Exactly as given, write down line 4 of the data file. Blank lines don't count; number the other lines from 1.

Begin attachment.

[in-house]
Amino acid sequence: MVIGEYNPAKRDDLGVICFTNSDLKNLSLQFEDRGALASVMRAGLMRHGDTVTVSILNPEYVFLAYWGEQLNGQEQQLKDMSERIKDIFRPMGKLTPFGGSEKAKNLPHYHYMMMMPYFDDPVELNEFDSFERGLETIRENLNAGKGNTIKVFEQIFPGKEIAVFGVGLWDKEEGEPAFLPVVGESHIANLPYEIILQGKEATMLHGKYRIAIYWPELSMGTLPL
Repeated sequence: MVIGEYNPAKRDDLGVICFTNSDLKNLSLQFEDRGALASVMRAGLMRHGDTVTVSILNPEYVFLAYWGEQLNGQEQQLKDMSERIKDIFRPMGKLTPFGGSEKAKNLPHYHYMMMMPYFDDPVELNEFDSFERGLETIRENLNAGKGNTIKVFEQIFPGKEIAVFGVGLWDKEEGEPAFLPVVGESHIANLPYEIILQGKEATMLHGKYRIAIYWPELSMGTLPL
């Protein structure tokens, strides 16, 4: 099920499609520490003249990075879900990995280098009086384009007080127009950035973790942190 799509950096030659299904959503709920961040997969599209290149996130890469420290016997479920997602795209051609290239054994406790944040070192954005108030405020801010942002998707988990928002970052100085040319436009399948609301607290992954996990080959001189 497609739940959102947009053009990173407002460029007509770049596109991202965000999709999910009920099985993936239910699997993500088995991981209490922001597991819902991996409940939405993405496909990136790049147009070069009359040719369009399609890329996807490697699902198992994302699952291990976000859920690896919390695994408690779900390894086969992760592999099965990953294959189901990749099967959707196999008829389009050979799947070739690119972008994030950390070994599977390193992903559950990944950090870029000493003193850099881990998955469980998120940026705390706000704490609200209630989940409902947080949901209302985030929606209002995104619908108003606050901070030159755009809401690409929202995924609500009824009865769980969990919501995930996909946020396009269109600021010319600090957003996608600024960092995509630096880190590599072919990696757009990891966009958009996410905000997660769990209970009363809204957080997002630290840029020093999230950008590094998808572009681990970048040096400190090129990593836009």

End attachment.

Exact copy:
């Protein structure tokens, strides 16, 4: 099920499609520490003249990075879900990995280098009086384009007080127009950035973790942190 799509950096030659299904959503709920961040997969599209290149996130890469420290016997479920997602795209051609290239054994406790944040070192954005108030405020801010942002998707988990928002970052100085040319436009399948609301607290992954996990080959001189 497609739940959102947009053009990173407002460029007509770049596109991202965000999709999910009920099985993936239910699997993500088995991981209490922001597991819902991996409940939405993405496909990136790049147009070069009359040719369009399609890329996807490697699902198992994302699952291990976000859920690896919390695994408690779900390894086969992760592999099965990953294959189901990749099967959707196999008829389009050979799947070739690119972008994030950390070994599977390193992903559950990944950090870029000493003193850099881990998955469980998120940026705390706000704490609200209630989940409902947080949901209302985030929606209002995104619908108003606050901070030159755009809401690409929202995924609500009824009865769980969990919501995930996909946020396009269109600021010319600090957003996608600024960092995509630096880190590599072919990696757009990891966009958009996410905000997660769990209970009363809204957080997002630290840029020093999230950008590094998808572009681990970048040096400190090129990593836009």